No. 1014


The Next Password is Kale


Charles Kettering, known as the grand old man of General Motors, once said, “Change is the only thing that has brought progress.” I might add that change is always painful, at least for some people, because it means they have to move from their comfortable positions to face the unknown.
While I don’t believe in change just for change sake, I do believe if it makes life better and produces a more hopeful future, then let it begin. There is no area of our society where change is more important than education, because it impacts every single person in our nation in one way or another.
If you would like to see improvement, and even change, in the public schools where you live, I have something to share today that will definitely be of interest to you. I have just finished reading a fantastic book titled, “Lessons of Hope: How to Fix our Schools,” by Joel Klein. Early in his career, Joel Klein served as assistant attorney general in charge of the Antitrust Division of the U.S. Department of Justice, deputy White House counsel during the Clinton administration. In 2002, New York City’s newly elected mayor Michael Bloomberg made a historic announcement: his administration had won control of the city’s school system in a first step in reversing its awful performance.
In a controversial move, Mayor Bloomberg appointed Joel Klein, an accomplished lawyer from outside the education establishment, to lead an ambitious campaign. This book is about an eight-year mission of improvement: demanding accountability, eliminating political favoritism, and battling a powerful teachers union that seemed determined to protect a status quo that didn’t work for kids. New York City has the largest urban public school system in the nation, with more than a million students, so they definitely had their work cut out for them. From 2002 to 2011, the various forces – the teachers union, the administration, politicians, many parents -- that had a vested interest fought tooth and toenail to bring about much-needed change.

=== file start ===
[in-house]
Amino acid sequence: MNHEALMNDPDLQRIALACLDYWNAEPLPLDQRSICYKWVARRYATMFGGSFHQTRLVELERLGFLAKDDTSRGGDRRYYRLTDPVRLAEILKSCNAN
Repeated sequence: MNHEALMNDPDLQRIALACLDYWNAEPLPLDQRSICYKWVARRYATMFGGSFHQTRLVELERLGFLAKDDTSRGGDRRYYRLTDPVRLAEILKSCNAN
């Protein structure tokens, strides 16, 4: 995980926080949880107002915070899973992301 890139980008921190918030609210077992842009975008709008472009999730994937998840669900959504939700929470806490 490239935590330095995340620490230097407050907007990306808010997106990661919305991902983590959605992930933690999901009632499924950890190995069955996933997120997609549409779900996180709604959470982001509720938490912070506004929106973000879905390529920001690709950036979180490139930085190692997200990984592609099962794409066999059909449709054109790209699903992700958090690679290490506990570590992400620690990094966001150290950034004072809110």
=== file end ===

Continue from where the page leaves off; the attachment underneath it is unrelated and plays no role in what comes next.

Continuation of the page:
The bottom line is that during this period of time New York City public schools went from the worst to one of the best in the nation, and a model for many other large city school systems to emulate. Here is what Microsoft founder Bill Gates had to say about this book: “Joel Klein delivers an eye-opening account of the challenges he faced trying to improve New York’s schools. Lessons of Hope: a bracing reminder of the need to transform America’s schools so we can deliver on the promise of a great education for everyone. The stakes have never been higher.”
While it is impossible to go into much detail in a short column like this, I felt it might be helpful to give you the titles for the various chapters: Before; Everybody Deserves a Good Education; No One Knows Anything; A System of Great Schools; Children First; Dollars and Sense; The Zombie Bureaucracy; A Deal Worth Fighting For; Making Leaders; Overcoming the Fear Factor; Relentless; Change That Endures; Choosing Hope; Postscript.
The one thing that I took away from the book is that public education works much the same as private enterprise: The consumer (in this case, students and parents) does better when they have a choice as to where students attend. People want the best -- it is just human nature. Charter schools were very instrumental in the improvement of the New York City schools. I highly recommend this book.
(Editor’s Note: THE DEAL OF THE CENTURY – Begin your day on a positive note – 365 days for $12. This will benefit the Bookcase for Every Child project. Go to to subscribe.)

The next password is Kale